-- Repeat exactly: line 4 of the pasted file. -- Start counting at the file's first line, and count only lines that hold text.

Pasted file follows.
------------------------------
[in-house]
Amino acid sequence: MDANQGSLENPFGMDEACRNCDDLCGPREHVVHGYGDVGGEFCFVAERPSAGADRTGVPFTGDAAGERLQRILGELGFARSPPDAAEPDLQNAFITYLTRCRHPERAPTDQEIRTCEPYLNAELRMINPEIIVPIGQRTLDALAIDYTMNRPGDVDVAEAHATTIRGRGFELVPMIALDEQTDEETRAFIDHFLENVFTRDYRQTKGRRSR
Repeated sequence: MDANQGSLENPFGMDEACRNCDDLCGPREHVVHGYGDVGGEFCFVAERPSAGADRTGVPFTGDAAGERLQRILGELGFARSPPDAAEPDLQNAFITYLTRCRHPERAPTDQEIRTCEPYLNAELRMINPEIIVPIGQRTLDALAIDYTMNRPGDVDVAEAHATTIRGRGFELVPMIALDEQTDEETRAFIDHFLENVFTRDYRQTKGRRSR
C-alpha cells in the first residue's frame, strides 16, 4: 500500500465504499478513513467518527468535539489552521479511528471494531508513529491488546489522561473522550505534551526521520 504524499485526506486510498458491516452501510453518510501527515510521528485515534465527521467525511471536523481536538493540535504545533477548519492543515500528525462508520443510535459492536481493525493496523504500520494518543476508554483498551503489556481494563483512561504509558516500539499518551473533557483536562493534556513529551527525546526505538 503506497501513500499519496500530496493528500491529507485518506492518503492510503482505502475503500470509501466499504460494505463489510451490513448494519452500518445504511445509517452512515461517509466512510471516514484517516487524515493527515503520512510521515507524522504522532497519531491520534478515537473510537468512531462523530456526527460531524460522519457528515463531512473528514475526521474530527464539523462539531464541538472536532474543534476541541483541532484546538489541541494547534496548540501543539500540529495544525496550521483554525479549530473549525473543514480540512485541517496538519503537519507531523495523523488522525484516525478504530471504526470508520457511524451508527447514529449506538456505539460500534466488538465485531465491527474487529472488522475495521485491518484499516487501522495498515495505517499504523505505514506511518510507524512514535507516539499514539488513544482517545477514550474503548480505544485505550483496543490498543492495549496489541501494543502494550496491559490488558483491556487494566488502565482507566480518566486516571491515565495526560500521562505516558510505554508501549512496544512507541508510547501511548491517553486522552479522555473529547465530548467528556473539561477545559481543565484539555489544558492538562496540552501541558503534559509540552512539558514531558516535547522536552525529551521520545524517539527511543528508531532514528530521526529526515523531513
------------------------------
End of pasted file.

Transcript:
C-alpha cells in the first residue's frame, strides 16, 4: 500500500465504499478513513467518527468535539489552521479511528471494531508513529491488546489522561473522550505534551526521520 504524499485526506486510498458491516452501510453518510501527515510521528485515534465527521467525511471536523481536538493540535504545533477548519492543515500528525462508520443510535459492536481493525493496523504500520494518543476508554483498551503489556481494563483512561504509558516500539499518551473533557483536562493534556513529551527525546526505538 503506497501513500499519496500530496493528500491529507485518506492518503492510503482505502475503500470509501466499504460494505463489510451490513448494519452500518445504511445509517452512515461517509466512510471516514484517516487524515493527515503520512510521515507524522504522532497519531491520534478515537473510537468512531462523530456526527460531524460522519457528515463531512473528514475526521474530527464539523462539531464541538472536532474543534476541541483541532484546538489541541494547534496548540501543539500540529495544525496550521483554525479549530473549525473543514480540512485541517496538519503537519507531523495523523488522525484516525478504530471504526470508520457511524451508527447514529449506538456505539460500534466488538465485531465491527474487529472488522475495521485491518484499516487501522495498515495505517499504523505505514506511518510507524512514535507516539499514539488513544482517545477514550474503548480505544485505550483496543490498543492495549496489541501494543502494550496491559490488558483491556487494566488502565482507566480518566486516571491515565495526560500521562505516558510505554508501549512496544512507541508510547501511548491517553486522552479522555473529547465530548467528556473539561477545559481543565484539555489544558492538562496540552501541558503534559509540552512539558514531558516535547522536552525529551521520545524517539527511543528508531532514528530521526529526515523531513